In sum, many of today’s Nones have retained the Methodists’ ethos of righteous politics while jettisoning the beliefs, behavior and belonging that made righteous Methodists Methodists in the first place. Many Jews and Roman Catholics can and do find in progressive Democratic politics aspects of their own social-justice traditions.

But the emergence of the Nones shows us that anyone can think and act like righteous Methodists just by being a liberal Democrat.


3. Trump forming Catholic advisory to help woo bloc, By David Sherfinski and Bradford Richardson, The Washington Times, September 23, 2016, Pg. A2.

Donald Trump on Thursday announced the formation of a Catholic advisory group as he looks to shore up support among a voting bloc where polling has shown him running behind 2012 GOP nominee Mitt Romney.
 Among those is Joseph Cella, founder of the National Catholic Prayer Breakfast, who earlier this year signed a letter calling Mr. Trump “manifestly unfi t” to be president. “If you look at the totality of Mr. Trump’s positions, such as preserving and protecting religious liberty, the sanctity of human life, providing an uplifting and empowering economic agenda and opening wide the opportunity for school choice, particularly to Hispanics and African Americans in urban areas, the diff erence couldn’t be more stark on these core issues between Mr. Trump and Hillary Clinton,” said Mr. Cella.


4. Trump names heavyweight group of Catholic advisers, By Thomas Fitzgerald, The Philadelphia Inquirer, September 23, 2016, 12:12 AM ET.

The list of Catholic heavyweights signing on to advise Trump includes Marjorie Dannenfelser, president of the anti-abortion group Susan B. Anthony List; Kansas Gov. Sam Brownback; Francis Rooney, former ambassador to the Vatican and the GOP nominee in Florida’s 19th U.S. House district; Matt Schlapp, president of the American Conservative Union; former Oklahoma Gov. Frank Keating (R); U.S. Rep. Steve Chabot, Republican of Ohio; Jim Nicholson, former Republican national chairman, secretary of veterans affairs and ambassador to the Vatican; longtime conservative leader Richard Viguerie; and Tom Monaghan of Michigan, founder of Domino’s Pizza and the Ave Maria University.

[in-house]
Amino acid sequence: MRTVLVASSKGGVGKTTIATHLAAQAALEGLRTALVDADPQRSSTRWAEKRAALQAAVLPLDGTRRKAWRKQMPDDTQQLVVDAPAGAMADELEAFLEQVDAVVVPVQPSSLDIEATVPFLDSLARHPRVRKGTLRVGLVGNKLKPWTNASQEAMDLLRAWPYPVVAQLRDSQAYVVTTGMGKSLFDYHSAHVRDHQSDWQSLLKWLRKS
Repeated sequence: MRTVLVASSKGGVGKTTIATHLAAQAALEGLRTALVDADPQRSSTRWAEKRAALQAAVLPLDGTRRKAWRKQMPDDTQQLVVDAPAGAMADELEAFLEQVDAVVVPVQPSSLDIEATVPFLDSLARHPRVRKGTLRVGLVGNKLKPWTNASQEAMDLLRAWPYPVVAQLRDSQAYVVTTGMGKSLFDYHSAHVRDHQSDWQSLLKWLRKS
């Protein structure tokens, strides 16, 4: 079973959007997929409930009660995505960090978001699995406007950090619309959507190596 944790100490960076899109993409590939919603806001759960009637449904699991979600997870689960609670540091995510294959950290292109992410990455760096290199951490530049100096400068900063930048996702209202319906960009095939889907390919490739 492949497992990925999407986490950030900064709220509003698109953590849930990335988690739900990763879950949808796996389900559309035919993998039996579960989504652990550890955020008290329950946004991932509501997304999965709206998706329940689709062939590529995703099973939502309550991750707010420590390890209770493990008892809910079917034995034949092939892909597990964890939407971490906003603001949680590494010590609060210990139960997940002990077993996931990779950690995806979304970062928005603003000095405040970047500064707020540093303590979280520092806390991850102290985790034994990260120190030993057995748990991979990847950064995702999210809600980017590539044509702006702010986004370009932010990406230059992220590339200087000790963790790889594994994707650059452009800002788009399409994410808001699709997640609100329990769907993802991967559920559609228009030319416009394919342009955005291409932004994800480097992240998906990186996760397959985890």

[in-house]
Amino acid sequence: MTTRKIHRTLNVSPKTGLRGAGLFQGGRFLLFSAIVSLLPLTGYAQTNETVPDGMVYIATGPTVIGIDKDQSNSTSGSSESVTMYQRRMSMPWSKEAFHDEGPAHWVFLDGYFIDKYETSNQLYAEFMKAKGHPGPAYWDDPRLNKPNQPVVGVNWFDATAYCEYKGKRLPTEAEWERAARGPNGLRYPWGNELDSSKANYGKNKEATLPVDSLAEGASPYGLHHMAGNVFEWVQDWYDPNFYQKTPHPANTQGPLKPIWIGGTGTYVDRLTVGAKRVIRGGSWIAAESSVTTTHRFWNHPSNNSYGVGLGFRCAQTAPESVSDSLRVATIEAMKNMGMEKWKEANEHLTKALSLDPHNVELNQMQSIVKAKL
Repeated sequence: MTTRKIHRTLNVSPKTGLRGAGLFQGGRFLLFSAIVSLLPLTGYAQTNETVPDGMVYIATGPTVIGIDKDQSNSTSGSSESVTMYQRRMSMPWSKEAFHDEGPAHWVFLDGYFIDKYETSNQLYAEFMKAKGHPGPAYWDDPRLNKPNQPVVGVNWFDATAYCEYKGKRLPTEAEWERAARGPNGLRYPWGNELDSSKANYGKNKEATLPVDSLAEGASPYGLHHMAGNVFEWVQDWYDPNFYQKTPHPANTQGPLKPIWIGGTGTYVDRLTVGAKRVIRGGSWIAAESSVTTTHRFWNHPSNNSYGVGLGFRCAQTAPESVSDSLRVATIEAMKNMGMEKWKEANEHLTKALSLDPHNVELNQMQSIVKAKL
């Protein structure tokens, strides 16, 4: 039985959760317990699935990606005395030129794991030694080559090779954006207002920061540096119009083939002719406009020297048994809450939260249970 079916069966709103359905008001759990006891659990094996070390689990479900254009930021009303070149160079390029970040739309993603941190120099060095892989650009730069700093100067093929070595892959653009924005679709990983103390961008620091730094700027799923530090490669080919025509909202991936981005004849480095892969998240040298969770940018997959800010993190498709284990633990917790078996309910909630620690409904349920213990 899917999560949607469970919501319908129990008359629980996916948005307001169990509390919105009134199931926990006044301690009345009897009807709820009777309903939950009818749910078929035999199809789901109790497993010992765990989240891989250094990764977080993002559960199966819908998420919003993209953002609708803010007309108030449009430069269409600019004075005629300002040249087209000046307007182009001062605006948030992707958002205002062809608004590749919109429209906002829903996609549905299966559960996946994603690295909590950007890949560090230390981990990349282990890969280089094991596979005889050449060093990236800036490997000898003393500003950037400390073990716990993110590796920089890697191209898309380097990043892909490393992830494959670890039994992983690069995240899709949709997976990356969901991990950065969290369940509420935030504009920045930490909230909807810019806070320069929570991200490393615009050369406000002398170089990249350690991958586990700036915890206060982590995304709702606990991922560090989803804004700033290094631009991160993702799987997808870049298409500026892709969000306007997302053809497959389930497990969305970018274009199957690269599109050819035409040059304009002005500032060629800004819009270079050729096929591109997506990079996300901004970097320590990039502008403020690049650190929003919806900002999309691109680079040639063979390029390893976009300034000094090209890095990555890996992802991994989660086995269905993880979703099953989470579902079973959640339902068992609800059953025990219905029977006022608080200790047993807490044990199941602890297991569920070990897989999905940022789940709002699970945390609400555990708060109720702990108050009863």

5. Poland Considers Near-Complete Abortion Ban, An group of Catholic-leaning lawyers has been lobbying for a far-reaching ban, quoting Poland’s constitution, By Martin M. Sobczyk, The Wall Street Journal online, September 22, 2016, 1:56 PM ET.

Polish lawmakers on Thursday began examining a bill that would effectively ban abortion, reopening a sensitive debate in the deeply Catholic nation.

Poland has some of the European Union’s most restrictive laws on abortion, allowing it only when the mother’s life is at risk, if the pregnancy is a result of a crime such as rape or incest, or if the fetus is badly damaged or has an incurable disease.

But some Polish doctors have refused to perform abortions on those grounds, saying it violates their moral convictions. An organization of Catholic-leaning lawyers has been lobbying for a far-reaching ban, quoting Poland’s constitution. It states that the country offers legal protection of human life. The lawyers organization wrote the draft legislation making its way through parliament.